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- Resident Evil 7
The scariest thing about the Resident Evil 7: Biohazard demo is how reactionary it feels. There’s ghosts, there’s a murderous backwoods family, there’s found footage, there’s probably some kind of zombie, the entire thing apes the graphical stylings of games like Outlast and P.T. — now that the demo has been completed, I have no clue how this weird mashup of horror cliches will tie into the overall Umbrella storyline, or even the haunted farmhouse tale the game’s most recent trailer promised.
There’s not much more to be said about the existing Resident Evil 7 demo, but I’ll bring you up to speed; you’re a cameraman filming a TV show about spooky locales (attention people who think The Chris Gethard Show is funny: Spooky Locales is a good name for a Ghost Hunters parody), and then everything goes very poorly. There are some kind of mangled corpses lining the back door hallway, there are some mannequins that turn around and stare at you, and the “bad ending” implies that a burly redneck murders you in a way most people would find unappealing.
The recent update to the demo (which I was shown at PlayStation Experience 2016), not only includes additional parts of the spooky house, but also real combat! There’s a friggin' bughuul in the basement, and it’s a tremendously unpleasant creature from toe to tip. I did my best to shoot it with my gun, but since you’re a cameraman and not a trained STARS agent, that did not work and I was sent 6 feet under. Oh, yeah, there’s a gun. You get four bullets. I recommend using them all on those God Damn Mannequins, because that would be more useful than using them on the creature. At least that’ll teach those horrible statues what happens when they stare at you.
You can play the Resident Evil 7 demo with a regular controller or inside the PlayStation VR headset. I do not recommend playing with PSVR if you are an enormous child trapped inside the body of an equally large man. Even knowing what the demo had in store (thanks, Cr1tikal!) wasn’t enough to save me from the shivers. Once the demo started to wander into uncharted territory, I requested that we moved the demo from VR mode to standard TV mode, in order to protect Capcom’s equipment.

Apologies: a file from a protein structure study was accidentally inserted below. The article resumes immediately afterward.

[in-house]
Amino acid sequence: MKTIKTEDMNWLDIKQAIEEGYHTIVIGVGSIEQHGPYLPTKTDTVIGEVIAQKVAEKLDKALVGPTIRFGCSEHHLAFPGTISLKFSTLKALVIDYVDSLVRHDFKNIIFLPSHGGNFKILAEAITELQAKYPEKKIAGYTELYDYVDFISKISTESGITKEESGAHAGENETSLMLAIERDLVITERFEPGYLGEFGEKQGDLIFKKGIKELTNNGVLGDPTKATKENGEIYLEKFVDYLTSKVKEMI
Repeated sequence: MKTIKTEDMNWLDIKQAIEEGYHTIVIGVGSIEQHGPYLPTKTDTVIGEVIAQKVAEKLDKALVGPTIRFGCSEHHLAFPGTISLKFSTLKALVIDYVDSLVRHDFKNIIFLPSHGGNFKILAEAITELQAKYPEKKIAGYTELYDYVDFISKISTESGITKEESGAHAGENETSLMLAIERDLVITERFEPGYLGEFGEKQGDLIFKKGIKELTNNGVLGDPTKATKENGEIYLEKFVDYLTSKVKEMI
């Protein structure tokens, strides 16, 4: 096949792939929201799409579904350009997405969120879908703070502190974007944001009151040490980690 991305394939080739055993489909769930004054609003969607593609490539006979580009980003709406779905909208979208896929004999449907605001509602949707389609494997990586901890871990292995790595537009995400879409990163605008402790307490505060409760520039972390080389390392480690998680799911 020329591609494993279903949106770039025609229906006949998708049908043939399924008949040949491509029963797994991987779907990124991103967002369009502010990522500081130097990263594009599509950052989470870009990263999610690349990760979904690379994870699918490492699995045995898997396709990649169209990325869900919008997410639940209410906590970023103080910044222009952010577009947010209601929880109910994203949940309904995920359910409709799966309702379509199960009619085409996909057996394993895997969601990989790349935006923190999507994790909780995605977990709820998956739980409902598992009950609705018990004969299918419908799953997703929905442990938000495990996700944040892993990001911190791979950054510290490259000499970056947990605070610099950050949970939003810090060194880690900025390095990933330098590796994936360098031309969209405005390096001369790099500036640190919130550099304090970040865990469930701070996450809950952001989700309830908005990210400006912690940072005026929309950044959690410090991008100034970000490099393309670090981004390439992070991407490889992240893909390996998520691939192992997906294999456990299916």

(Two years ago, at PAX West, I got jump scared real good by Until Dawn, to the point where I smacked myself in the face with my controller and knocked my headphones off. I wasn’t exaggerating, it really was to protect the equipment)
Obviously, the game is much less scary when it’s not being projected directly in front of your face, but the aforementioned creature still managed to frighten me even without the virtual reality headset. My first escape from the horrendous monstrosity was legitimately harrowing, to the point where I’m not sure I could handle a whole game of that. I kept asking my PR rep about what would happen in the demo, just to make sure I didn’t embarrass myself with constant yelping. In hindsight, maybe asking him to hold my hand was just as embarrassing.
The game’s art direction has been done better elsewhere, but it really shines in VR, when you can get up close and personal with some of the grime. Outside of virtual reality, it’s not all that much to look at. You’ll get some nice lighting and particle effects, so if that’s all you need to be dazzled, you might be fine. The more discerning horror enthusiast may be looking for something a little more unique.
Look, even after the big burly hillbilly locked me in that room and I got grabbed by the ghoulie in a manner most unpleasant, I still felt like returning to the Duck-Dynasty-meets-Haunted-Mansion shack and trying my luck at a second run. It’s a free demo available to all, so logistically there’s no reason to not give it a shot. And if you have PSVR, then hey, it’s something else to use with your headset. You could do worse for horror on current-generation consoles.